It is possible to move this pest on equipment. However, the time of year is important. The eggs are most likely the easiest to move from the original host to a new un-infested tree. Research in this area indicates that once nymphs are settled and feeding on a hemlock, moving them to a new host is difficult. Given that bark mulch is made from the bark of the trunk and major branches, there should be limited or no adelgids present in those areas. However, it is not impossible. Bark mulch should not be used as soon as it is made, for a variety of reasons other than the HWA. If six months has passed from the time of manufacture, and the pile has been turned during this period, then very limited movement of the adelgid would be expected onto another host. Also, the mulch is at the base of the plant and this tiny insect would find it a difficult journey to get up onto the twigs in order to feed. It is important to note that New Hampshire, Maine and Vermont do have specific quarantine restrictions on all hemlock material, including live plants, that originates from areas of known infestations of this insect.

Are there any hemlock species that are resistant to this pest?

Yes. The mountain hemlock (Tsuga mertensiana) and the western hemlock (Tsuga heterophylla) are both native plants in this country and are highly resistant to HWA. However, when these plants are under previous stress, they can succumb to this pest. The unfortunate note is that neither of these plants grows very well outside of their native range of the Pacific Northwest in the Cascade Range. A few Asian species of hemlock are being looked at that are also resistant and these may have future potential for New England.

What about natural predators of HWA?

There are a few ladybug beetles that have been researched for their potential in controlling the HWA. The most common one is Pseudoscymnus tsugae. It is about the size of a poppy seed and is all black in color. Some success has been noted in trials but large-scale availability has been hindered by high production costs: the cost of producing these for research purposes has been as high as $1-$2 per beetle and many thousands of beetles may be needed per tree. Other similar species are also being examined.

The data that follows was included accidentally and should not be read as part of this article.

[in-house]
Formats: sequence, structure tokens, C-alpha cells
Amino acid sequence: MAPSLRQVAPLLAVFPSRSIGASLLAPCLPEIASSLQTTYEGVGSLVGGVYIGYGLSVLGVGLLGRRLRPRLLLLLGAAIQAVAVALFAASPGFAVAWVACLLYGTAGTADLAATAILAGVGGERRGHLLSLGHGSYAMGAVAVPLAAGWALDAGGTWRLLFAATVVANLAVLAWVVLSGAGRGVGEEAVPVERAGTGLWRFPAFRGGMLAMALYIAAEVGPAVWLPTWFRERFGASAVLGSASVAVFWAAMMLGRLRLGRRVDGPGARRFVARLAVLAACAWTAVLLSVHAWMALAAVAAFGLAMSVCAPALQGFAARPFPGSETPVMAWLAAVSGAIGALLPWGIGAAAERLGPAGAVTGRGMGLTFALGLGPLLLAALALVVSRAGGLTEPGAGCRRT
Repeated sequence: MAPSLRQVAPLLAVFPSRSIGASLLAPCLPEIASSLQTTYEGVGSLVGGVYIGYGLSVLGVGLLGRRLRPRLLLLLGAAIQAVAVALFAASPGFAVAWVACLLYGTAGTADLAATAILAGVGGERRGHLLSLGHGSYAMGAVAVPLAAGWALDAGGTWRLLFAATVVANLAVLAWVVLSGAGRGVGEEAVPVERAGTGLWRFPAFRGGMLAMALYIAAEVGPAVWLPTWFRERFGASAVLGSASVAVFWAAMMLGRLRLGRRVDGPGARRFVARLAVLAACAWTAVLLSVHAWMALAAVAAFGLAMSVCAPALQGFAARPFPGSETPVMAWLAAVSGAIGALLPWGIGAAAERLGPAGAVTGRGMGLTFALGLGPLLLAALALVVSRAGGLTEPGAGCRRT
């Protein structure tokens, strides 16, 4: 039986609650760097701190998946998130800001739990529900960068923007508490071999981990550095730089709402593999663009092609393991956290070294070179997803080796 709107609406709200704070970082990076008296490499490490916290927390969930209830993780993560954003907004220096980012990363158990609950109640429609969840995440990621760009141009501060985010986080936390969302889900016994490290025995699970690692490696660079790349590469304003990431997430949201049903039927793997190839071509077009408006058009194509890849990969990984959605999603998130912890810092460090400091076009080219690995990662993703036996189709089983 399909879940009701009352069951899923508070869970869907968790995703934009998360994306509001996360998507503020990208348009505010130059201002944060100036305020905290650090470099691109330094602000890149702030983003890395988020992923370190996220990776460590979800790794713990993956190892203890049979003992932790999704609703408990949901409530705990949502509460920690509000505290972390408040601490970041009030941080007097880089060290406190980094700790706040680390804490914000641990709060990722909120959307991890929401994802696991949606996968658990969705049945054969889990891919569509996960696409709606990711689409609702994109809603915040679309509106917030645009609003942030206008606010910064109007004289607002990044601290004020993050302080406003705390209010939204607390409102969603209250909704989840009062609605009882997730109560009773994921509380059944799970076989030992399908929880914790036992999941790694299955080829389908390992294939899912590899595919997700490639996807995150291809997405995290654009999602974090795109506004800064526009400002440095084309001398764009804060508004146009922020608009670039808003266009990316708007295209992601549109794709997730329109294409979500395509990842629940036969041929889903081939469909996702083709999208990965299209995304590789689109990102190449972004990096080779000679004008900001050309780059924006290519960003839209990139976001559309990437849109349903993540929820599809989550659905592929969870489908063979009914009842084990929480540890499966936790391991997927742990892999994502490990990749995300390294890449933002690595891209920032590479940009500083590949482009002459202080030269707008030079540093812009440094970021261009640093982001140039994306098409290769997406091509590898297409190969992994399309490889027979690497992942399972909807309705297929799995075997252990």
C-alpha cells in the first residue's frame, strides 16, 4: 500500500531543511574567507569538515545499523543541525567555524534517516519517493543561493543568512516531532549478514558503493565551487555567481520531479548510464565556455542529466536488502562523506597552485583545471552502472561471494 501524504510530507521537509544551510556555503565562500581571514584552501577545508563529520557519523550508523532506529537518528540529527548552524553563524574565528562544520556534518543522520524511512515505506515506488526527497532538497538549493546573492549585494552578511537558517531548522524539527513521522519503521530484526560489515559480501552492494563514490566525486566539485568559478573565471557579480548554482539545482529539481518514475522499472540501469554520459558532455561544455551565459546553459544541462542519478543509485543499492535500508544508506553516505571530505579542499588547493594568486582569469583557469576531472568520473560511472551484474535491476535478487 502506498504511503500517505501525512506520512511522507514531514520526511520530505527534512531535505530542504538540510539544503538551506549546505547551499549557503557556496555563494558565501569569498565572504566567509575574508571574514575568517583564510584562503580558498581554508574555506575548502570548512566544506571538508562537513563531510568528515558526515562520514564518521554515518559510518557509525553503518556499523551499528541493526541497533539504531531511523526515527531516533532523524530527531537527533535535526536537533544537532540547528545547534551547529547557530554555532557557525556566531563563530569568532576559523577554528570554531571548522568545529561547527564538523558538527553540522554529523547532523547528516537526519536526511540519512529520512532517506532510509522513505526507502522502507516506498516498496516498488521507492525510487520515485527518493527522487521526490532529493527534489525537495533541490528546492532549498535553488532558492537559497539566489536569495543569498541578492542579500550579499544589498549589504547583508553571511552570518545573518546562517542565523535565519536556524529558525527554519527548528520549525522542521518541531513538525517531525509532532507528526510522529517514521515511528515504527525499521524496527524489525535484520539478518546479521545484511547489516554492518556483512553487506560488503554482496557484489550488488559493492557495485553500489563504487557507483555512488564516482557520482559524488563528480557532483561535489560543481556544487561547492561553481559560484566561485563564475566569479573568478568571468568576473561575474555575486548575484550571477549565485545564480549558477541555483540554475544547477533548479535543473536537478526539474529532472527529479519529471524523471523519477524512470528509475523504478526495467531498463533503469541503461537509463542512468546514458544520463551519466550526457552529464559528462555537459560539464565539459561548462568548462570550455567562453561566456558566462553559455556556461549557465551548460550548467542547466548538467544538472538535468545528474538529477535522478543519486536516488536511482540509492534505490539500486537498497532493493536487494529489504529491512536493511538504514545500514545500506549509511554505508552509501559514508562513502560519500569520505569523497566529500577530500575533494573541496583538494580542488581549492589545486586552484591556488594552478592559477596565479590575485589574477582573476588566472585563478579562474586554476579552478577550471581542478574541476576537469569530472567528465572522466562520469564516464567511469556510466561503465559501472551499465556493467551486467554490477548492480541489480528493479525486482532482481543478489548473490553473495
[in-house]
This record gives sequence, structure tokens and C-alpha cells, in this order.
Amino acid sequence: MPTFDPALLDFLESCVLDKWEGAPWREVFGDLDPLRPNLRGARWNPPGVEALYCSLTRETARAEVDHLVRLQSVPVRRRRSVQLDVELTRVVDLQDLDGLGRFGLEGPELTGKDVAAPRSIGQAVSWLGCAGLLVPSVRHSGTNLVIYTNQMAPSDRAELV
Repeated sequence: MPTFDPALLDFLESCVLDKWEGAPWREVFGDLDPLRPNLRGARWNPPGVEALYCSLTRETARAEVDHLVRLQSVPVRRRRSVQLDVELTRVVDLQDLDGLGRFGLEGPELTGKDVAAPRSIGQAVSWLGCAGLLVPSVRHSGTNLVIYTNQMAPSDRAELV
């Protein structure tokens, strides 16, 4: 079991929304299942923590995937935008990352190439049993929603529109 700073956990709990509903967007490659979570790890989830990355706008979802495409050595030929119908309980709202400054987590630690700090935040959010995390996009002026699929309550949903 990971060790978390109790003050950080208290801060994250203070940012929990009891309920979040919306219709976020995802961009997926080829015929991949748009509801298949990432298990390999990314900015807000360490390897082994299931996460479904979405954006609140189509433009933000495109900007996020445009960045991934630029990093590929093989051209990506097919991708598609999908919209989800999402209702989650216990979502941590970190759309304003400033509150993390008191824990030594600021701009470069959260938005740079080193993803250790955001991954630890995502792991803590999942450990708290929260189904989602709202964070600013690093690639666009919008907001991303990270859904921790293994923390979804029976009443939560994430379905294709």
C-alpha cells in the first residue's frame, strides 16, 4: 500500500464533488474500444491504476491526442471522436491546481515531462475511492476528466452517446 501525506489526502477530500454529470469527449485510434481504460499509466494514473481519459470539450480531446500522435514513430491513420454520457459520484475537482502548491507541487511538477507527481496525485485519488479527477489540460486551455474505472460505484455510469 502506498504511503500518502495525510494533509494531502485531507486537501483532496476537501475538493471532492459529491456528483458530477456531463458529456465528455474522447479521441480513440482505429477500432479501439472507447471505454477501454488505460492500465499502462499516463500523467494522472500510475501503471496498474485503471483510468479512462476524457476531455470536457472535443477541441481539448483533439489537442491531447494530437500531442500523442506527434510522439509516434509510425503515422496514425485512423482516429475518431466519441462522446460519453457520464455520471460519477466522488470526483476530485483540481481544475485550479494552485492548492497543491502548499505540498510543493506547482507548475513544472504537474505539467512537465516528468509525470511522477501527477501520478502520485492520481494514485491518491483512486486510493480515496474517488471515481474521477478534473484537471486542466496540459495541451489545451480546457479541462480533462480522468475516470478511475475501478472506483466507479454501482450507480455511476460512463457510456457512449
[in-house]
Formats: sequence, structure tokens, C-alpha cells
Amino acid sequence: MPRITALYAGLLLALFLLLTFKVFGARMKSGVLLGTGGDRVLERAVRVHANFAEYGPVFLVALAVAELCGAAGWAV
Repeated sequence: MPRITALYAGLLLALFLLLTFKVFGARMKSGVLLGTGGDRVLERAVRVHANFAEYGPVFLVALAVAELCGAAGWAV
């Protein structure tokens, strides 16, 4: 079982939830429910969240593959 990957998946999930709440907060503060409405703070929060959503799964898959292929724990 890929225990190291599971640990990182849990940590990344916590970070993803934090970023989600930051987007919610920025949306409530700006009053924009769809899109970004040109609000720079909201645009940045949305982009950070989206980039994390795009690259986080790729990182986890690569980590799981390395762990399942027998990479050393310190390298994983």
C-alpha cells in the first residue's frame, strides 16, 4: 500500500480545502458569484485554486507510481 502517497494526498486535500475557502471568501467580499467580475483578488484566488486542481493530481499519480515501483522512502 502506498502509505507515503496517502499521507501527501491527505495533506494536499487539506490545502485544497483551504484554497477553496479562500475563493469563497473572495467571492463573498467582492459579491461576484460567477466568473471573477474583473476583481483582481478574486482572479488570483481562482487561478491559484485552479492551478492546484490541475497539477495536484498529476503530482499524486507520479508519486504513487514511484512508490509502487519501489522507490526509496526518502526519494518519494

Are my hemlocks doomed? What should I do?

This insect is manageable in the landscape and nursery if found early and treated. Forest trees pose a different challenge and thus are almost impossible to treat effectively or economically. Many of those may be lost in time. The best overall strategy is to be aware of its signs and to monitor for it on a regular basis. Once found, there are a couple of options.

  • Horticultural oil sprays work extremely well when and where they can be properly utilized. It is important to thoroughly apply the oil throughout the tree. Homeowners can treat their own hemlock shrubs and hedges with this product. Large trees will need to be sprayed by a professional arborist with the proper spray application equipment. A dormant oil spray can be applied while the plant is dormant and the correct weather conditions prevail, generally late March into April. Dormant oils must be applied before the buds open and when there will not be freezing temperatures for 24 - 48 hours after application in order to reduce injury to the plants. Do not spray on cold days. Temperatures of at least 45 degrees F. are recommended. However, avoid overcast or wet days which greatly slows the drying time of the oil.